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MacQueen’s Quinterly: Knock-your-socks-off Art and Literature
Issue 11: January 2022
Poem: 224 words
By Robert L. Dean, Jr.

Just East of Midnight

You won’t find it on a map, 
a watch, it’s completely 

off the charts, neither space 
nor time, a little piece of 

unreality, cruising NotMain 
Street at AnyTimeOfTheDayOrNight 

every day of the week and also 
not at all, looking for unhookers 

and drug misdealers, the Dunkin’ Hole 
where cops regurgitate event horizons of 

tiny glazed universes and coffee gurgles 
up from cups to percolators 

and the morning news has footnotes 
instead of headlines, no notices 

of death and destruction though 
the Joneses welcomed a new 

addition to the family, either a 
baby or a foreign exchange student, 

it doesn’t really matter to the folks here—
and there are folks here, or were, or 

will be, once you forward on through 
to the inskirts of town, the church bells 

unpeal, the bullets rifle back into guns, 
knives eject from flesh, hate flushes down 

mongers’ mouths. But it’s here, you know 
it’s here. You can feel it in your heartbeat, 

taste it in your lungs. Perhaps you’ve arrived 
too early, too late. You glance around 

at the eyeless night, glance up 
at the eyeful sky. Beneath you, 

the earth rotates westward. You 
do not. You have no memory of it 

ever otherwise. Without waiting, 
you wait. Existence, you realize, 

is not of the essence here. 


Author’s Note: The title is from Charles Wright’s Littlefoot.

Publisher’s Note:

Littlefoot by Charles Wright is a book-length poem, an extended meditation on mortality (Farrar, Straus, and Giroux: New York; 2008). The line quoted above is from Section 12 (page 27): “Just east of midnight, / the north sky scrolls from right to left, / a dark player piano....”

Source: Google Books Preview (link retrieved 7 December 2021).

Robert L. Dean, Jr.
Issue 11, January 2022

is the author of two full-length books: The Aerialist Will Not Be Performing, ekphrastic poems and short fictions after the art of Steven Schroeder (Turning Plow Press, 2020), and a poetry collection, At the Lake with Heisenberg (Spartan Press, 2018). His chapbook, Pulp, is forthcoming from Finishing Line Press in July 2022.

Nominated for a Pushcart Prize in 2019 and multiple times for Best of the Net, his work has appeared in Chiron Review; Flint Hills Review; Heartland! Poetry of Love, Resistance & Solidarity; I-70 Review; Illya’s Honey; KYSO Flash; MacQueen’s Quinterly; Mocking Heart Review; October Hill Magazine; Red River Review; River City Poetry; Sheila-Na-Gig online; Shot Glass; The Ekphrastic Review; Thorny Locust; and the Wichita Broadside Project.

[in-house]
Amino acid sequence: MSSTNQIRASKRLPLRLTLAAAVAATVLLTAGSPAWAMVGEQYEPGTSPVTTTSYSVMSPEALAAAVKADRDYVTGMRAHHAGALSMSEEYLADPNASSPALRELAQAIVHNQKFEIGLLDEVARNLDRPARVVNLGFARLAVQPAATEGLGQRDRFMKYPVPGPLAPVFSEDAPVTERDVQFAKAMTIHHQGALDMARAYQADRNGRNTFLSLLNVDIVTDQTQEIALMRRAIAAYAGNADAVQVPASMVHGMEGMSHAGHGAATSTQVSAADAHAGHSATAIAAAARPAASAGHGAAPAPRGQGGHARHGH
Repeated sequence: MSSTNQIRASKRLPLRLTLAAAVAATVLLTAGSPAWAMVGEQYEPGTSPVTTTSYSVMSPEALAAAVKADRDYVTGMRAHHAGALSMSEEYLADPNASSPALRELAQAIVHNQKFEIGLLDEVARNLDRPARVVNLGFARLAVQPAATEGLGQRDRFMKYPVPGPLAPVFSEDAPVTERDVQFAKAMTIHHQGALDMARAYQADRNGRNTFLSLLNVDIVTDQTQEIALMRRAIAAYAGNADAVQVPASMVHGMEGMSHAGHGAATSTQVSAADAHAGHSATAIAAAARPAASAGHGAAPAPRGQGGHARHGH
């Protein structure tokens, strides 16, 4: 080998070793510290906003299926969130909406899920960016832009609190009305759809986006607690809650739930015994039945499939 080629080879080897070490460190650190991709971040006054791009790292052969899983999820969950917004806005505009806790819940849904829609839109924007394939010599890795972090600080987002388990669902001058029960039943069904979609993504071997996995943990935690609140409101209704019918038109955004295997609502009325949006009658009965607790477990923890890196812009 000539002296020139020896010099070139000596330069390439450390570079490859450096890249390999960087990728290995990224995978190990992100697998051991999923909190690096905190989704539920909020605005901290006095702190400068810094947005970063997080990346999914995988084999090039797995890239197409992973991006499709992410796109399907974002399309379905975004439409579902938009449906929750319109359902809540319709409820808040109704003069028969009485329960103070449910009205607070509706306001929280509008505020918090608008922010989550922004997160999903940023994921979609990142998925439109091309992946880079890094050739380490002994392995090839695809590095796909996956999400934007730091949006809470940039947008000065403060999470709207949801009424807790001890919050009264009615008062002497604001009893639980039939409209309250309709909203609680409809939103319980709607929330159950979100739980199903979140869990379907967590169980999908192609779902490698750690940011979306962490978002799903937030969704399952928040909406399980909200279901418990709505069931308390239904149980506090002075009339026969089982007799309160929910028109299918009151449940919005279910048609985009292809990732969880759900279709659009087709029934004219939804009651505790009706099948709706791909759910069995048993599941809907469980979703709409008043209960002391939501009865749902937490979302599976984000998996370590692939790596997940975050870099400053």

A native Kansan, Dean studied music composition with Dr. Walter Mays at Wichita State University before going on the road as a bass player, conductor, and arranger; he was a professional musician for 30 years, playing with acts such as Jesse Lopez, Bo Didley, Frank Sinatra Jr., Vic Damone, Jim Stafford, Kenny Rankin, B. W. Stevenson, and the Dallas Jazz Orchestra. And he put in a stint with the house band at the Fairmont Hotel Venetian Room in Dallas. While living in Dallas, he also worked 20 years for The Dallas Morning News and made the transition from music to writing before moving back to Kansas in 2007.

Dean is a member of the Kansas Authors Club, and the event coordinator for Epistrophy: An Afternoon of Poetry and Improvised Music, held annually in Wichita, Kansas. He lives in Augusta, Kansas, along with a universe of books, CDs, LPs, an electric bass, and a couple dozen hats. In his spare time, he practices the time-honored art of hermitry.

More on the Web: By, About, and Beyond

Hopper and Dean: Interview and poems in River City Poetry (Fall 2017).

Metal Man, ekphrastic poem inspired by a 1955 photograph of Dean’s paternal grandfather in the Boeing machine shop; published in The Ekphrastic Review (28 July 2018) and nominated for Best of the Net.

Windmill, ekphrastic poem inspired by Dean’s maternal grandfather; published in KYSO Flash (Issue 11, Spring 2019) and nominated for the Pushcart Prize. This poem is among half-a-dozen of Dean’s ekphrastic works published in KYSO Flash (Issues 11 and 12).

Llama, 1957, ekphrastic haibun inspired by Inge Morath’s photograph A Llama in Times Square; published in The Ekphrastic Review (13 January 2018).

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